A pregnant woman at a computer.

A pregnant woman at a computer. Credit: iStock

A mother and her twins died in Idaho from complications during pregnancy last month — just days before the babies were due. While there was little media attention to the death of this 34-year-old mother of three, she is believed to be one of the first women in the United States to die after being paid to give birth to someone else’s children.

More recently, a Georgia man paid a California woman to give birth, but after learning she was carrying triplets, he demanded that she abort one of the fetuses. He is threatening her with financial ruin if she doesn’t comply.

Although the exact number of such cases is unknown because there’s no universal oversight of these pregnancies, the examples highlight the complexities of a growing surrogate system running amok. New Yorkers should be wary: The human breeding industry could be legalized here if some lawmakers get their way.

Gov. Andrew M. Cuomo and The New York State Task Force on Life and the Law are weighing whether commercial surrogacy should be legal. That is ironic because it was Gov. Mario Cuomo who made the practice illegal years ago. He established the task force, which in 1988 found that commercial surrogacy “could not be distinguished from the sale of children and that it placed children at significant risk of harm.”

The elder Cuomo’s logic was right then and now. That’s why Canada, many European countries, and others such as India and Cambodia have outlawed the practice. Some have classified it as human trafficking.

Many people think of surrogacy as a procedure employed in extreme infertility cases. That hasn’t been the case in a long time. The infertility service market, which includes surrogacy, is a $3.5 billion business, according to a 2014 study by Marketdata Enterprises, and is expected to grow by 15 percent by 2018.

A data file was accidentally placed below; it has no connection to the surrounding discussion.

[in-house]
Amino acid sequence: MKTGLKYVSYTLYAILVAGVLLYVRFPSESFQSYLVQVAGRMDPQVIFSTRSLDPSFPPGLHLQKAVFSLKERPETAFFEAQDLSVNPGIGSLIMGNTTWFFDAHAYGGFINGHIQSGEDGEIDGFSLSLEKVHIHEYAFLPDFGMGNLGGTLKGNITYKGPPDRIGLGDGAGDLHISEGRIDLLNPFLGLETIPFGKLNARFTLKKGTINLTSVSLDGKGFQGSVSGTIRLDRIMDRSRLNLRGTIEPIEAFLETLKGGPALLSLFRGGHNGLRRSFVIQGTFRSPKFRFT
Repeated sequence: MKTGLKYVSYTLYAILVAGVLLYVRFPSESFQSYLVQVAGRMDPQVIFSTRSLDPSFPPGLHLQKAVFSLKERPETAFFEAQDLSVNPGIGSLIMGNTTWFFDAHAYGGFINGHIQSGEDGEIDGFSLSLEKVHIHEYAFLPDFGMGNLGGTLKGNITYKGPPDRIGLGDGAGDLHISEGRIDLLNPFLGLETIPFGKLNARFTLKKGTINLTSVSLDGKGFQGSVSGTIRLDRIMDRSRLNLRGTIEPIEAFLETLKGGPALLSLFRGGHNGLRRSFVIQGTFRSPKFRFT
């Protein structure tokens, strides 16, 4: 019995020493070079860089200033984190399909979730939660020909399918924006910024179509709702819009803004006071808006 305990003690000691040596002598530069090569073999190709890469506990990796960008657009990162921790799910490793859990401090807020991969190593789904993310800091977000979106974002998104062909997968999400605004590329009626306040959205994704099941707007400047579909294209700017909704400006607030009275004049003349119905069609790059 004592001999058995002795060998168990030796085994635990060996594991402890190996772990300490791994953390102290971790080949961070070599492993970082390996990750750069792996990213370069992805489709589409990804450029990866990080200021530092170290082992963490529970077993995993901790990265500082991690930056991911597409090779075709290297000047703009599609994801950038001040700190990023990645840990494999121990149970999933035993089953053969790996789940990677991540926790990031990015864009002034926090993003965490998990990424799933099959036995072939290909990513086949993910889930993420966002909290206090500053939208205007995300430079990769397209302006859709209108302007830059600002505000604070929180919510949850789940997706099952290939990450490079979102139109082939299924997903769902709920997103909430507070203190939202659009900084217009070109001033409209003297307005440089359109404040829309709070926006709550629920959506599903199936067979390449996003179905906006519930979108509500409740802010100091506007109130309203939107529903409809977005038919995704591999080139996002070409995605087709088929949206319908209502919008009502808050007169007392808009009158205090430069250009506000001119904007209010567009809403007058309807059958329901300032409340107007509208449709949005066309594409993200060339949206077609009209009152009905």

Surrogacy targets mostly women in need of money. Sometimes they are paid by wealthy couples to bear children so that fit and healthy wives don’t go through the body changes pregnancy involves. Also, same-sex male couples are looking to have children after winning the right to marry.

In almost all cases, it’s those with means paying those without to put their bodies at risk.

U.S. laws are a hodgepodge of confusing and often inconsistent rules — that are often rife with loopholes — which range from outright bans to no regulation. With a going rate of $25,000 to $50,000 paid to surrogates — not to mention associated costs for lawyers and agencies in the ballpark of $120,000, according to many surrogacy organizations — the commercial sale of babies is unfortunately a growth industry.

A 2015 study at Loma Linda University Medical Center in California found that surrogate pregnancies increase the odds of multiple births, neonatal intensive-care admission, and longer hospital stays that costmore than pregnancies conceived naturally. Surrogate mothers often carry multiples, which increases risks to both mother and children, while others have been ordered to abort a twin or a child with non-life-threatening defects.

These risks to surrogates and the children they bear are downplayed or ignored when money enters the mix. Commercial surrogacy is an exploitation of women, another way of treating a woman’s body as a commodity.

Women, children, and families deserve better. New York’s prohibition on commercial surrogacy should continue.

Jennifer Lahl is president of The Center for Bioethics and Culture Network, a non-profit organization. She is the producer and director of the film “Breeders: A Subclass of Women?”


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